Summary: Jesus as the Word, co-eternal with God, active in Creation...

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John 1:1-3

“In the beginning” (John 1:1) takes us back to a point before the creation of the heavens and the earth. The New English Bible goes some way towards capturing this dynamic with the expression: “When all things began, the Word already was.”

When we studied Genesis 1 we saw that "In the beginning God" there implied that God existed before the beginning of time. No mere thing existed before the beginning, but only God. There is no duality, no struggle between equal forces of good and evil: just God.

Yet we saw God in community with Himself. When God created man, He said let "us" make man in "our" image, after "our" likeness (Genesis 1:26).

In Genesis 1:1-3 we saw Him as the Creator, making all things of nothing. We saw Him as the Spirit moving across the face of the deep. And when He spoke the word which set Creation in motion we had the first hint of the One whom we now see more clearly in the New Testament: Jesus, the Word of God (John 1:1-3).

The creative activity of the word of God is seen elsewhere in the Old Testament. Psalm 33:6 speaks of the heavens being made by the word of the LORD, and the breath of His mouth. Breath, wind and Spirit are all the same word in the Hebrew language, so this verse proves to be as Trinitarian as Genesis 1:1-3.

The co-eternity of the three Persons of the Godhead is seen in Isaiah 48:16, where the speaker is already in existence, along with the Lord GOD and His Spirit, at the time of the beginning of Creation. The speaker is Isaiah, but the words belong to the eternal Son of God, who was “sent forth” by God.

The personification of wisdom in Proverbs 8:22-31 is similar. Wisdom pre-dates the earth (Proverbs 8:23), and was present when the heavens were created (Proverbs 8:27). Yet Wisdom delights in the company of men (Proverbs 8:31).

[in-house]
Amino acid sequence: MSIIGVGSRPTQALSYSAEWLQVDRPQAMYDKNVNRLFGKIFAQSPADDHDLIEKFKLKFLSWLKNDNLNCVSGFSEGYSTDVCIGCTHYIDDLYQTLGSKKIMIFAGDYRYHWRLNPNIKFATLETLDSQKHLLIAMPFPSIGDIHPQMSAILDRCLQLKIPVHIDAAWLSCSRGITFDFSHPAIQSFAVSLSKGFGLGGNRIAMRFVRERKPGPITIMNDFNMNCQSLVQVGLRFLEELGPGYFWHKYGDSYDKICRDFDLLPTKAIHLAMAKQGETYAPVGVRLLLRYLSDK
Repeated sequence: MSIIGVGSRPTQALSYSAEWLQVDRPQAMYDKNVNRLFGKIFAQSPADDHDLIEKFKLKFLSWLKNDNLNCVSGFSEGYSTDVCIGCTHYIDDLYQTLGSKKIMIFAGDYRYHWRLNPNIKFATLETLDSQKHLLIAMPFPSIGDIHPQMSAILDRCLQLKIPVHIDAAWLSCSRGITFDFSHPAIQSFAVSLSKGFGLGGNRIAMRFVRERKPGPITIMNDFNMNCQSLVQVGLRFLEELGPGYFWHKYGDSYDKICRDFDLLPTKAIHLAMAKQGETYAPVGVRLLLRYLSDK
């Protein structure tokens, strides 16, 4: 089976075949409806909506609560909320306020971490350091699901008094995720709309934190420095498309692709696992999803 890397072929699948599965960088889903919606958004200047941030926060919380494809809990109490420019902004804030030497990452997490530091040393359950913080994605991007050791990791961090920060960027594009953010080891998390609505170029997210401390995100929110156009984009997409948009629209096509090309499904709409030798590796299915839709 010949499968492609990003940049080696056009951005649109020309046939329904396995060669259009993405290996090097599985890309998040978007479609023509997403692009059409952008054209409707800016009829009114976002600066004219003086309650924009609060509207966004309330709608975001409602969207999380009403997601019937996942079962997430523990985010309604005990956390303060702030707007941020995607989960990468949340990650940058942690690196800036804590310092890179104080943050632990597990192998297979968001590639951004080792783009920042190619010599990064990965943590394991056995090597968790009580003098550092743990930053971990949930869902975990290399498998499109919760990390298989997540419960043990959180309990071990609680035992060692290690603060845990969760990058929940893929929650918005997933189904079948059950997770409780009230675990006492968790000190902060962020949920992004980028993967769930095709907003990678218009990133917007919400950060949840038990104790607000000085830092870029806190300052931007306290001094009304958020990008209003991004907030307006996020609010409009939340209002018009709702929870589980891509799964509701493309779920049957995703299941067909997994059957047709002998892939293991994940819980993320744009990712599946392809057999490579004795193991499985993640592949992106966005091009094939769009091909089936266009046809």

The Word, John tells us, was with, towards, or “face to face with” God (John 1:1). As such He is both co-equal and co-eternal with God. This makes the condescension of God in the incarnation of our Lord Jesus Christ seem all the more awesome.

The same Word who was in the beginning with God (John 1:2) became flesh (John 1:14), and is now known to us as Jesus, the Christ (John 1:17). He is later identified as the only begotten Son of God who is in the bosom of the Father (John 1:18), a recurring theme in John's Gospel (John 10:30; John 14:9; John 17:5; John 17:24).

John emphasises the instrumentality of the Word in the work of Creation (John 1:3). This is echoed throughout the New Testament. All created things are said to be “of” or “out of” God, and “by” or “through” the Lord Jesus Christ (1 Corinthians 8:6).

In Colossians 1:15 Jesus is named as the “first-born of every creature.” This does not imply that He is the first created, since we have already seen that He is not created at all, but co-eternal with the Father. It means that He is pre-eminent above all the creation.

To illustrate this use of the expression within the Bible, King David was said to be made God's firstborn. Yet David had older brothers, so in what sense was David now the firstborn? In that he would be exalted above all the kings of the earth (Psalm 89:27).

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